Black Pope is a rock’n’roll demon child with a taste for all things dark and mysterious. Fueled on the camp energy of the fifties with a sick twist, Black Pope is sure to shake your body and brains until you’re the one asking all the questions. Which it turns out we are….
+++WIN TICKETS: Catch Black Pope together with Soda Can and James Joe Boyle at Basement Bash Vol. XV Thursday 18.1 at URBAN SPREE – SEE BELOW HOW TO WIN +++
indieberlin: Tell us a little bit about your musical background
Black Pope: I started playing drums when I was ten and I feel like I’ve been going down the same rabbit hole ever since. I pretty much eat up any popular music from the last century. I like to say my Holy Trinity is Queens of the Stone Age, Elliott Smith and Goldfrapp.
indieberlin: How did you come up with the name Black Pope?
Black Pope: I was sitting around with friends a few years ago when there was talk of a Black Pope, and I figured “Hey, I could do that”. I’d like to be a gentle, unassuming figurehead for all the dark stuff we don’t talk about. I guess twenty-something years of Catholic repression made it feel very “me”.
indieberlin: How does the songwriting process work for you / in your band?
Black Pope: I pretty much have the stuff completely written and arranged completely by the time I take it into a rehearsal room. I seem to compile random musical and lyrical ideas for a very long time before some massive creative rush gets me to shove it all together, often in one or two sittings. It’s a very inefficient process, but hopefully it keeps things relatively raw and a little bit crazy.
indieberlin: If you had to describe your music to a deaf person, what would you say?
Black Pope: It doesn’t matter what I say if he’s deaf, right?
indieberlin: If your music was a movie, which genre would it be in?
Black Pope: Some of my biggest aesthetic influences are Russ Meyer’s “Beyond the Valley of the Dolls”, “Halloween III: Season of the Witch” and the Bond franchise. Is there a genre that connects those things?
indieberlin: Where do you get your inspiration from?
Black Pope: I try to get inspiration anywhere I can, and not always from other music. I mean, not like a plastic bag flying in the wind either. Music, movies, books are number one. I definitely see myself as a storyteller. Horror movies have definitely informed the project as it stands right now. In terms of real life inspiration: growing up, girls, sex, home, nights out, being different etc.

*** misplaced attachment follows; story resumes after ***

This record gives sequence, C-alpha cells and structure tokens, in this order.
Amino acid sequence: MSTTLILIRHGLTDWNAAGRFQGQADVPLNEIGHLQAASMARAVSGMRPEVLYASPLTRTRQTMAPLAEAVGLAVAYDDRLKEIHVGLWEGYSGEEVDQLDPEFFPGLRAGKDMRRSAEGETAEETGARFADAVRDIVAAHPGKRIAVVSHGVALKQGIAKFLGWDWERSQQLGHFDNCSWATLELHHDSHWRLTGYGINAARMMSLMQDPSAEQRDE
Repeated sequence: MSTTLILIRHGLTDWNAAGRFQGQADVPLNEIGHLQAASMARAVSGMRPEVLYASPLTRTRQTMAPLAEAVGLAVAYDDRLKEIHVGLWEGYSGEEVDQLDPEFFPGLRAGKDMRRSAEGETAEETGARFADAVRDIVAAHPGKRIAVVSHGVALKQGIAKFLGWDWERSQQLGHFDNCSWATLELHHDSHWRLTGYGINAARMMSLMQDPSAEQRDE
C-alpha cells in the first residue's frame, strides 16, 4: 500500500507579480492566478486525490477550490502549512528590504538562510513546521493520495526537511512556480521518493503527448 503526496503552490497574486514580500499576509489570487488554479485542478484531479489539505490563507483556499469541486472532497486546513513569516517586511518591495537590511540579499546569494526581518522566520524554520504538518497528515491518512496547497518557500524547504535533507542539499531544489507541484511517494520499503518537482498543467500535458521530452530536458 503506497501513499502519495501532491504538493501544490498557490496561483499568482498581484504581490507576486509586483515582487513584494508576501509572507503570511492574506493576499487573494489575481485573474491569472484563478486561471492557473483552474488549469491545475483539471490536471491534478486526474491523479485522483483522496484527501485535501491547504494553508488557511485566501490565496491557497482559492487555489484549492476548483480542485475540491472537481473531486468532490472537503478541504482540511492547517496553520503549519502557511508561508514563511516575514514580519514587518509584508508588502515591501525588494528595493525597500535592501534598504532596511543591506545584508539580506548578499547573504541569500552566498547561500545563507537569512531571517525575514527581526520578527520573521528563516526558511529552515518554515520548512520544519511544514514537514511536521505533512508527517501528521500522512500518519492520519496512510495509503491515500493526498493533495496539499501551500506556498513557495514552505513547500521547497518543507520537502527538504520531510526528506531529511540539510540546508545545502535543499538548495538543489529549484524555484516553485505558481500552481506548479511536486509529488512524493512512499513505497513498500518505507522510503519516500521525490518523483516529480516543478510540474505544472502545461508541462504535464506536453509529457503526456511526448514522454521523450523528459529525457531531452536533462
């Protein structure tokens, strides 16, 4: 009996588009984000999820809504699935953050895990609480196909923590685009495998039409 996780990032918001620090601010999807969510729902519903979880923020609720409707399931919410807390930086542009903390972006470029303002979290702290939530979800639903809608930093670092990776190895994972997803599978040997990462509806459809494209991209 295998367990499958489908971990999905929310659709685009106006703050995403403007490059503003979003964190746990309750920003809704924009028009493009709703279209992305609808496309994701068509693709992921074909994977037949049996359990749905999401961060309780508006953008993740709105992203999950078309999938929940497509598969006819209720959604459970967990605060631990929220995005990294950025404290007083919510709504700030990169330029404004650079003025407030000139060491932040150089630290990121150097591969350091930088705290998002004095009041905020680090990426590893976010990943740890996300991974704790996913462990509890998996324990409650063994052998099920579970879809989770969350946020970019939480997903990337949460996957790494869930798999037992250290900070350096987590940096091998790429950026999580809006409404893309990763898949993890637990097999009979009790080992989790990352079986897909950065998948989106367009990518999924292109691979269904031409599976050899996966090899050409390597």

indieberlin: What was the last concert you went to?
Black Pope: I went to see Wolf Alice a few nights ago and they were badass. They’re so young but it really feels like they know what they’re about. It was energetic, vulnerable and just so sweet to be part of the crowd.
indieberlin: What was the nicest compliment you once got?
Black Pope: My dad once told me that ever since I was a kid, I’ve always done whatever I wanted regardless of what anyone thinks or says. I don’t think he meant it as a compliment but I’ve taken it as one.
indieberlin: Do you see your songs in colour or in black and white?
Black Pope: Good question. A few years ago I made a really conscious effort to strip all my songs back to something very raw, and for some reason it’s made me draw a parallel to taking the colour out of everything and going all black and white. I’ve been championing those colours since I started the project, but I’m also looking forward to bringing some colour back in when it feels right.
indieberlin: Do you want to greet somebody ;-))?
Black Pope: Naomi Watts, if you’re listening.
Write to win (at) indieberlin.de to win tickets to Basement Bash Vol. XV 18.1 @ Urban Spree! (Or write to us on Facebook and say I WANT TICKETS!)
Noel Maurice is one of the founders of indieberlin. Originally from the UK via a childhood in Johannesburg, he has been resident in Berlin since 1991. Describing himself as a ‘recovering musician’, he is the author of The Berlin Diaires, a trilogy detailing the East Berlin art and squat scene of the early 90s, available on Amazon and through this site.